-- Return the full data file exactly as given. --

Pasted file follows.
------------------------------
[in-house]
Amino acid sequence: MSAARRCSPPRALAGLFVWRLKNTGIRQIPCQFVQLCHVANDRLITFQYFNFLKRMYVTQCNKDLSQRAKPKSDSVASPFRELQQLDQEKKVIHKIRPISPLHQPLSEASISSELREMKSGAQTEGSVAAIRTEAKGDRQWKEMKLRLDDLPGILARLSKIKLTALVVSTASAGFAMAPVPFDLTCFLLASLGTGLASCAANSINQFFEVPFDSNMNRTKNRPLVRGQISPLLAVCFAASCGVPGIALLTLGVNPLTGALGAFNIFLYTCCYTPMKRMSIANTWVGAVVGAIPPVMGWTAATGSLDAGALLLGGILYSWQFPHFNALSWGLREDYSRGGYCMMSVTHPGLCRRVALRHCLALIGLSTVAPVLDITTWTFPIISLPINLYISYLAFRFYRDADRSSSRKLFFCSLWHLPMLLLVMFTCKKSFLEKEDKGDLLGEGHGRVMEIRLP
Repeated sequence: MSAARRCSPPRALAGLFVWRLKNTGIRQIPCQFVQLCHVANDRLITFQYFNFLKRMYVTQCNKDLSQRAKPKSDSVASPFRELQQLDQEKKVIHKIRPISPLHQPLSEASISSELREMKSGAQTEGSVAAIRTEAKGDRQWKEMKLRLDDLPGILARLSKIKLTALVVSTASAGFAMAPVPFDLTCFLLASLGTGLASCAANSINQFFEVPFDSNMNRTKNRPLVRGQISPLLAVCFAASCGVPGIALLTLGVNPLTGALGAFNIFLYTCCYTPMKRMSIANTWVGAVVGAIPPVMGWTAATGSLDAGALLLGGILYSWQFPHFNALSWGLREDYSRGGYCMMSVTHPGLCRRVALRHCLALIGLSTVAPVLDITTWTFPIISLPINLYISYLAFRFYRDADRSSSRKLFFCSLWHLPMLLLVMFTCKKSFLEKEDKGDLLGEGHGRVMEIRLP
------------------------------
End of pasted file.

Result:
[in-house]
Amino acid sequence: MSAARRCSPPRALAGLFVWRLKNTGIRQIPCQFVQLCHVANDRLITFQYFNFLKRMYVTQCNKDLSQRAKPKSDSVASPFRELQQLDQEKKVIHKIRPISPLHQPLSEASISSELREMKSGAQTEGSVAAIRTEAKGDRQWKEMKLRLDDLPGILARLSKIKLTALVVSTASAGFAMAPVPFDLTCFLLASLGTGLASCAANSINQFFEVPFDSNMNRTKNRPLVRGQISPLLAVCFAASCGVPGIALLTLGVNPLTGALGAFNIFLYTCCYTPMKRMSIANTWVGAVVGAIPPVMGWTAATGSLDAGALLLGGILYSWQFPHFNALSWGLREDYSRGGYCMMSVTHPGLCRRVALRHCLALIGLSTVAPVLDITTWTFPIISLPINLYISYLAFRFYRDADRSSSRKLFFCSLWHLPMLLLVMFTCKKSFLEKEDKGDLLGEGHGRVMEIRLP
Repeated sequence: MSAARRCSPPRALAGLFVWRLKNTGIRQIPCQFVQLCHVANDRLITFQYFNFLKRMYVTQCNKDLSQRAKPKSDSVASPFRELQQLDQEKKVIHKIRPISPLHQPLSEASISSELREMKSGAQTEGSVAAIRTEAKGDRQWKEMKLRLDDLPGILARLSKIKLTALVVSTASAGFAMAPVPFDLTCFLLASLGTGLASCAANSINQFFEVPFDSNMNRTKNRPLVRGQISPLLAVCFAASCGVPGIALLTLGVNPLTGALGAFNIFLYTCCYTPMKRMSIANTWVGAVVGAIPPVMGWTAATGSLDAGALLLGGILYSWQFPHFNALSWGLREDYSRGGYCMMSVTHPGLCRRVALRHCLALIGLSTVAPVLDITTWTFPIISLPINLYISYLAFRFYRDADRSSSRKLFFCSLWHLPMLLLVMFTCKKSFLEKEDKGDLLGEGHGRVMEIRLP